How to deal with disappointment

Peggy Deng

May 24, 2017

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Have you ever come out of an exam or test and felt like you’ve nailed it? I’m guessing after you come out of that exam room, you and your friends crowd around the building screaming out the answers you got for each question or the types of ideas you came up with from the prompt given. But then results day arrive…and you’re sitting at your desk anxiously waiting for the teacher to hand you your paper. As soon as they place the test paper on your desk, you remain sitting there just staring...

Do you usually do this when you come across such a situation?

From my observations and experiences, there are generally 4 main types of reactions people have:

1. the complainer (the person who’s never satisfied with anything), 

2. the one who has no care in the world, 

3. the silent sufferer (the person who is disappointed with the score but does nothing to change it) 

4. and the calm one (the ideal level we all aspire to reach).

So here I give you 8 tips/suggestions to help you get you through what you may call ‘failure’:

1. DON’T ALLOW THE SCORE TO DEFINE YOU! I’m sure you’ve heard so many people tell you that you are more than just one score. And let me tell you that they’re absolutely right! That one test score won’t make so much of a difference in the long run. It may trigger some unsettling emotions throughout the day, but it’s not going to matter in a year.

2. Look at the score you got and then just put it at the back of your mind. Just don’t think too much about it in class. It may stress you out even more, cause you to divide your attention between what the teacher is saying and your own thoughts. Dwelling on what you cannot change, especially if it concerns the past is the worse idea and a better option would be to distract yourself with happy thoughts (obviously not while you’re supposed to be listening to your teacher).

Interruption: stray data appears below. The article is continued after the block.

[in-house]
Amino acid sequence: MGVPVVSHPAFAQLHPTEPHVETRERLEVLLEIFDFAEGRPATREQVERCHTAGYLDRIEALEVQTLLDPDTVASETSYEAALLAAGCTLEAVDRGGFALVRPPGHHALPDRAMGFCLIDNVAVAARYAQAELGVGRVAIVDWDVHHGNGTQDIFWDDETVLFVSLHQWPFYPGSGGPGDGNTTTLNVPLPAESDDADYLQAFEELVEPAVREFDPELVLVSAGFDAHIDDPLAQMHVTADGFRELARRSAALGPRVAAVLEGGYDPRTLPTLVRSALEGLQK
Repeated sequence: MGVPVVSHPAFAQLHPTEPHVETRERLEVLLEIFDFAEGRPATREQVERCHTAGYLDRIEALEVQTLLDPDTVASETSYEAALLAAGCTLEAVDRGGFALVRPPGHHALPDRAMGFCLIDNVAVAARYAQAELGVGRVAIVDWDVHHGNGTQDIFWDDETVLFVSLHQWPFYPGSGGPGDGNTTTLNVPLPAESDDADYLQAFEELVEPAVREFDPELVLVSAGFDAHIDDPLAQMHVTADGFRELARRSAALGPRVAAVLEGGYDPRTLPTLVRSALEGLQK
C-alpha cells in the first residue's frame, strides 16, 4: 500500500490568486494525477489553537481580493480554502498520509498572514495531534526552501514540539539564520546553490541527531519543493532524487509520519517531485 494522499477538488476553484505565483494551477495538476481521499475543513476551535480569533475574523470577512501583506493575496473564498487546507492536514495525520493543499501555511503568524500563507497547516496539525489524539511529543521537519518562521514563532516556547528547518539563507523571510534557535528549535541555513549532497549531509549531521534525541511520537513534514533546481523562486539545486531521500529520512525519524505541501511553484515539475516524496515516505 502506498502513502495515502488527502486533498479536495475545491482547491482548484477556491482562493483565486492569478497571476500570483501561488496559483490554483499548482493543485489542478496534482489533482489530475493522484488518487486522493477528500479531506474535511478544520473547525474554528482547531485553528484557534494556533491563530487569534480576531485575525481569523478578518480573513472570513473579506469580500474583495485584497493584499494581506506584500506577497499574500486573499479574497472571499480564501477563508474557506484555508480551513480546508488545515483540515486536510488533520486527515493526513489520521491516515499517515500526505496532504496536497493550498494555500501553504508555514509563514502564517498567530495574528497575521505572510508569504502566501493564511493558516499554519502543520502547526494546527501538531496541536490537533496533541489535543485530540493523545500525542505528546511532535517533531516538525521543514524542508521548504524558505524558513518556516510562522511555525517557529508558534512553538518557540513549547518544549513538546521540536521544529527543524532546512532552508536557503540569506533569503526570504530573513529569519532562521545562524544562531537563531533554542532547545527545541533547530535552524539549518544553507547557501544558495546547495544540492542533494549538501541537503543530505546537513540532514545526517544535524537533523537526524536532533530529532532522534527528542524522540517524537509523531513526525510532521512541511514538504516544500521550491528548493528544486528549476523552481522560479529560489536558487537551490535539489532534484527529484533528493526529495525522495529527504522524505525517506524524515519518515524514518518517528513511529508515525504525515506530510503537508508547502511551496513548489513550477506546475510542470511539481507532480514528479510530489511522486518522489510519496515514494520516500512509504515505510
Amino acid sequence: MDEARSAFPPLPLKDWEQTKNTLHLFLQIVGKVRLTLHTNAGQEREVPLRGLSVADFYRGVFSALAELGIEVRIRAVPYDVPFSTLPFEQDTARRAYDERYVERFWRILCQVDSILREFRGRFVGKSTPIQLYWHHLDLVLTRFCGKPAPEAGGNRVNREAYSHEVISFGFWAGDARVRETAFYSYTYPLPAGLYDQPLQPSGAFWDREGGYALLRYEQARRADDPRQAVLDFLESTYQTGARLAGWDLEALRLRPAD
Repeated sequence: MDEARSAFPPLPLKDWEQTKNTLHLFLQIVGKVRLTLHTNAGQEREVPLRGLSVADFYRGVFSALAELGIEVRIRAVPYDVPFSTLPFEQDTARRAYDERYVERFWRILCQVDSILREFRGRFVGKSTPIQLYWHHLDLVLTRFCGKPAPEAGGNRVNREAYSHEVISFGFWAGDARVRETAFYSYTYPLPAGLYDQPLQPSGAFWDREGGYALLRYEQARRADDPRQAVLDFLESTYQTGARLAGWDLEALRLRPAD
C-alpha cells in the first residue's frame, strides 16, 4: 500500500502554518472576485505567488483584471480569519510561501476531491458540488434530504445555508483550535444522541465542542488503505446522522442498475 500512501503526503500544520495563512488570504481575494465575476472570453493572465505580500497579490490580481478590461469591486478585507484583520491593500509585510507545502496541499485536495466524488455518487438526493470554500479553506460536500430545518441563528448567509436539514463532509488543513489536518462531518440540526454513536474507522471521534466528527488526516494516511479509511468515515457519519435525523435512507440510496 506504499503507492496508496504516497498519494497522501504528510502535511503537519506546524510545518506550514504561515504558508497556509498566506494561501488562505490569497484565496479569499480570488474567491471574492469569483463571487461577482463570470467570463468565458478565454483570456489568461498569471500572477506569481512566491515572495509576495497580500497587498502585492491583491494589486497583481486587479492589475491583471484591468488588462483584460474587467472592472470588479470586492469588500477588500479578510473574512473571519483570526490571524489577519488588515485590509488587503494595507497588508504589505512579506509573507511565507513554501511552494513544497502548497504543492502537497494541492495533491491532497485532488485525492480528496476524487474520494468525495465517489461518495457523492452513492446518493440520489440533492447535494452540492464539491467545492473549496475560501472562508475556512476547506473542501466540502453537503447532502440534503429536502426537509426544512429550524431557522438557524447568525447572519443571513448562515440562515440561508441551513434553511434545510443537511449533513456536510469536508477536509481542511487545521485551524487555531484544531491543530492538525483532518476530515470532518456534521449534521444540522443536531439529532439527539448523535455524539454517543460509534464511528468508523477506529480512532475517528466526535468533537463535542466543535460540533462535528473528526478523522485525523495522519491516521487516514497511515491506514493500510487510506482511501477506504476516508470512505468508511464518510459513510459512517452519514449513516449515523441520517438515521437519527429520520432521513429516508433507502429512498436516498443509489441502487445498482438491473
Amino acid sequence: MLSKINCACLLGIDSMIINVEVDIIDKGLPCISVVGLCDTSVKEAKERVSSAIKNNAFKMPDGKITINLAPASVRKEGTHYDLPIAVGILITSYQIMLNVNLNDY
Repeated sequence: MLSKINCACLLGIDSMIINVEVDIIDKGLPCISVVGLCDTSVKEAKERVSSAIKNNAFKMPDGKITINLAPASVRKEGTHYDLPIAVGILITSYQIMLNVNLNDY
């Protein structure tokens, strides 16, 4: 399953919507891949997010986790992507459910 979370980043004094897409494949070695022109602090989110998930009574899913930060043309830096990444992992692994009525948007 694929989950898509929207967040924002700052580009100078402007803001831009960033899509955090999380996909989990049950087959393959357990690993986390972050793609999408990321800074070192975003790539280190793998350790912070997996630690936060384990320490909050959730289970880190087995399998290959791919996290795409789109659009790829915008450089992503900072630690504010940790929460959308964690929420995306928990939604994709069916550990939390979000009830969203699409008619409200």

3. Talk to your teacher and ask them why you have attained this particular score. By having a one-on-one conversation with them you can tell them why you thought you did better or where you believe you’ve missed marks. I’m sure they’ll be willing to help you out. If not, you could sit down and chat with another teacher about the test and get their feedback on it. Collecting feedback from various teachers (or even friends, tutors, etc.) can be useful in knowing which areas you need to improve on most.

4. Try to consider the concept of failure as your ‘First Attempt In Learning.’ Learn from your mistakes by re-evaluating your previous approach to the question, or the ideas and evidence you put out there. Look at where you lost the marks and redo the test if possible. Get it remarked by your teacher or even a friend. Keep going and don’t give up!

5. Avoid talking to those ‘stuck up’ students. You should most definitely distance yourself from people who make you feel uncomfortable or lower your self-esteem. It may seem tough at first, especially since you may be confined together in the same school or even classroom, but it’s to the benefit of your mental health. To do this, you could not sit next to them class or just let them know that you’re not comfortable with sharing your scores with them and would rather talk about other topics.

6. Make more friends (just exclude those who were mentioned previously)!. Create study groups and revise together before a test or exam. Ask them about how they study for the specific subject or area of study and if you can read some of their work to get an idea of to how approach specific questions.

7. Be flexible and adaptable! Once you know that you’ve made a mistake, don’t make it again. Change up specific parts of your answer where you lost marks or just change the entire answer completely to fulfil the criteria. For example, when it comes to English, examiners are always advising students to not go into the exam with memorised responses. By going into the exam with memorised responses, you’re not going to be able to modify or mould your response to fit the specific prompt in front of you, costing you the marks you want. Just have ideas and evidence in mind that you know you can use when relevant rather than spilling unnecessary quotes here and there.

8. Balance is key. Wise advice that I received from one of my teachers in year 12 was to study a bit of every subject on the days you plan to study. Don’t cram and only focus on one subject a week before the SAC. If having a structured routine doesn’t work for you, it’s okay to ditch the timetable you have created yourself and just go with the flow. There’s nothing wrong with that. Just know when you should study

Finally, my last message to you all is to just take it easy, stay on a pace that works for you. Don’t stress too much about a score that’s not going to matter in the long run, and most importantly, don’t compare yourself to those around you

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